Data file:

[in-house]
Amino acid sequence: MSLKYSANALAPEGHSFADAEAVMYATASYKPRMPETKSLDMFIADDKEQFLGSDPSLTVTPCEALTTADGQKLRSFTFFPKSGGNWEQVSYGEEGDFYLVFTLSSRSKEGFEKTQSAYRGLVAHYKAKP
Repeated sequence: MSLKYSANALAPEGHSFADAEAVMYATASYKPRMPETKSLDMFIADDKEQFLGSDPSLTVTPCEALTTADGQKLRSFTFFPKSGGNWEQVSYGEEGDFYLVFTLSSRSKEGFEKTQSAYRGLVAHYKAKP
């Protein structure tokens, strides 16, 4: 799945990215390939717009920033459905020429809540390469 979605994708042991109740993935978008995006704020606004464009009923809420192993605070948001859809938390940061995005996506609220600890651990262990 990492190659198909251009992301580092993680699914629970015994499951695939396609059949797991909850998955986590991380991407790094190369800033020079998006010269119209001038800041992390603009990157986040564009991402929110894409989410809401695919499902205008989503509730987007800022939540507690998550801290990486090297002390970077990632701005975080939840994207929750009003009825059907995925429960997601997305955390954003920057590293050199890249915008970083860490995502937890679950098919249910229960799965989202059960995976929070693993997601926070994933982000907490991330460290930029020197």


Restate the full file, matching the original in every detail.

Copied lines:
[in-house]
Amino acid sequence: MSLKYSANALAPEGHSFADAEAVMYATASYKPRMPETKSLDMFIADDKEQFLGSDPSLTVTPCEALTTADGQKLRSFTFFPKSGGNWEQVSYGEEGDFYLVFTLSSRSKEGFEKTQSAYRGLVAHYKAKP
Repeated sequence: MSLKYSANALAPEGHSFADAEAVMYATASYKPRMPETKSLDMFIADDKEQFLGSDPSLTVTPCEALTTADGQKLRSFTFFPKSGGNWEQVSYGEEGDFYLVFTLSSRSKEGFEKTQSAYRGLVAHYKAKP
């Protein structure tokens, strides 16, 4: 799945990215390939717009920033459905020429809540390469 979605994708042991109740993935978008995006704020606004464009009923809420192993605070948001859809938390940061995005996506609220600890651990262990 990492190659198909251009992301580092993680699914629970015994499951695939396609059949797991909850998955986590991380991407790094190369800033020079998006010269119209001038800041992390603009990157986040564009991402929110894409989410809401695919499902205008989503509730987007800022939540507690998550801290990486090297002390970077990632701005975080939840994207929750009003009825059907995925429960997601997305955390954003920057590293050199890249915008970083860490995502937890679950098919249910229960799965989202059960995976929070693993997601926070994933982000907490991330460290930029020197």